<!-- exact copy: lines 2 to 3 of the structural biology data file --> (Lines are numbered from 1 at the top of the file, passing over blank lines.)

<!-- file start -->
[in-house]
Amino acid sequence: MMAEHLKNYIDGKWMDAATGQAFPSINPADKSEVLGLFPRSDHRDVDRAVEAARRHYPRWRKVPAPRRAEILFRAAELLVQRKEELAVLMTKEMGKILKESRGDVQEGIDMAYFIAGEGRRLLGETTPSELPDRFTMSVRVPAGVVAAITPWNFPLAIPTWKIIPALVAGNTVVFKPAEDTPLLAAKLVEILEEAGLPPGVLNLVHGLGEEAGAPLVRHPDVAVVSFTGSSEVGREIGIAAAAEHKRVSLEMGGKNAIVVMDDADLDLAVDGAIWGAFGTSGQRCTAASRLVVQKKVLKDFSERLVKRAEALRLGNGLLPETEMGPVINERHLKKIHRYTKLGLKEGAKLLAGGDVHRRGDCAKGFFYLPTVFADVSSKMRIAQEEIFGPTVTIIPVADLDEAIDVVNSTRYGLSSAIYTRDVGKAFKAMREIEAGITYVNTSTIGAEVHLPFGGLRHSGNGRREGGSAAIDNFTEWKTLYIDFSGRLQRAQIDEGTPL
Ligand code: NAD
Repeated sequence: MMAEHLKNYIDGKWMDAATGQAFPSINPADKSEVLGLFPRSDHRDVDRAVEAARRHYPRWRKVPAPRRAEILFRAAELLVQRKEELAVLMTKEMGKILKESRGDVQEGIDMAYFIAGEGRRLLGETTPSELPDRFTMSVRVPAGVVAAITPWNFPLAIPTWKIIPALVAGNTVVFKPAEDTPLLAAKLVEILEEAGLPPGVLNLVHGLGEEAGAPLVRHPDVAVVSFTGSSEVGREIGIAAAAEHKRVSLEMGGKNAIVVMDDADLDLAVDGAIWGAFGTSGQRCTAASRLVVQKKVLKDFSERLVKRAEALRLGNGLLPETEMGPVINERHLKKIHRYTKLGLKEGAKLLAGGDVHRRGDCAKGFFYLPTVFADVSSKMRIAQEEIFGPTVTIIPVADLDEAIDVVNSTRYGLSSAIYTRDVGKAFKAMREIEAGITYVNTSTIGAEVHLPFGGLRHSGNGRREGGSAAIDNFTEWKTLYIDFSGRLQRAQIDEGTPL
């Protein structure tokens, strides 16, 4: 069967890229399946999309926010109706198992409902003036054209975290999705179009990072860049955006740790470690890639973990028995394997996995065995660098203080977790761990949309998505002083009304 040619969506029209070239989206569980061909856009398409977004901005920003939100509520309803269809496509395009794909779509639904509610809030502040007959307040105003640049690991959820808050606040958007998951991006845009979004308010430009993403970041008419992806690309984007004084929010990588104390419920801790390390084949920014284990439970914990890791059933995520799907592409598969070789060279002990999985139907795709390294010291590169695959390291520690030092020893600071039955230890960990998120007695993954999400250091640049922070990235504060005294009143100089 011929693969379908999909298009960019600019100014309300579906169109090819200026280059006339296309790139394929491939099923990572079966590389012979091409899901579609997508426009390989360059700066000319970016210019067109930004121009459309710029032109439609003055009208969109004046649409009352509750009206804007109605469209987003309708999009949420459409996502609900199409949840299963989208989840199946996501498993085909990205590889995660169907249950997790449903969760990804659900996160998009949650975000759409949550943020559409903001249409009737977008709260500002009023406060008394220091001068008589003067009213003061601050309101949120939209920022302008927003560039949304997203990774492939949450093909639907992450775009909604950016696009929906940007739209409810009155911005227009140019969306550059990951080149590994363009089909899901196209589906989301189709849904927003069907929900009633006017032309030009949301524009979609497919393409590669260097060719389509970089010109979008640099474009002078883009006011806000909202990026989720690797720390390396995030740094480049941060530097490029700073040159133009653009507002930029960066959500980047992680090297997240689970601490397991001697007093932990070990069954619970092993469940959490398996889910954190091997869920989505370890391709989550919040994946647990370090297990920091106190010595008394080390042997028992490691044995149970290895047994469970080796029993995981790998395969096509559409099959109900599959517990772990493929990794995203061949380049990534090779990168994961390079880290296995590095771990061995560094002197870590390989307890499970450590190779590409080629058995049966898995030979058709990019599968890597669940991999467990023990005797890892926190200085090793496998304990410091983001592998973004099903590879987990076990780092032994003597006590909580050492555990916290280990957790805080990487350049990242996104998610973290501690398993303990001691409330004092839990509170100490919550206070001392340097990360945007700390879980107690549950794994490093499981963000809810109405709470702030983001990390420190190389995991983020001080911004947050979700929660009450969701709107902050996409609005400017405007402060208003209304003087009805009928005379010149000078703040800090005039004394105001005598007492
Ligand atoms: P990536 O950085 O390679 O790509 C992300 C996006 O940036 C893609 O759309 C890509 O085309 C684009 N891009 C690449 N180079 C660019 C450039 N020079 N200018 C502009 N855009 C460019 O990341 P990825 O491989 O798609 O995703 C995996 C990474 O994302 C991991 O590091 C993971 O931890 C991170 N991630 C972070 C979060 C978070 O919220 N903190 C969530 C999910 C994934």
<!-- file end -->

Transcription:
Amino acid sequence: MMAEHLKNYIDGKWMDAATGQAFPSINPADKSEVLGLFPRSDHRDVDRAVEAARRHYPRWRKVPAPRRAEILFRAAELLVQRKEELAVLMTKEMGKILKESRGDVQEGIDMAYFIAGEGRRLLGETTPSELPDRFTMSVRVPAGVVAAITPWNFPLAIPTWKIIPALVAGNTVVFKPAEDTPLLAAKLVEILEEAGLPPGVLNLVHGLGEEAGAPLVRHPDVAVVSFTGSSEVGREIGIAAAAEHKRVSLEMGGKNAIVVMDDADLDLAVDGAIWGAFGTSGQRCTAASRLVVQKKVLKDFSERLVKRAEALRLGNGLLPETEMGPVINERHLKKIHRYTKLGLKEGAKLLAGGDVHRRGDCAKGFFYLPTVFADVSSKMRIAQEEIFGPTVTIIPVADLDEAIDVVNSTRYGLSSAIYTRDVGKAFKAMREIEAGITYVNTSTIGAEVHLPFGGLRHSGNGRREGGSAAIDNFTEWKTLYIDFSGRLQRAQIDEGTPL
Ligand code: NAD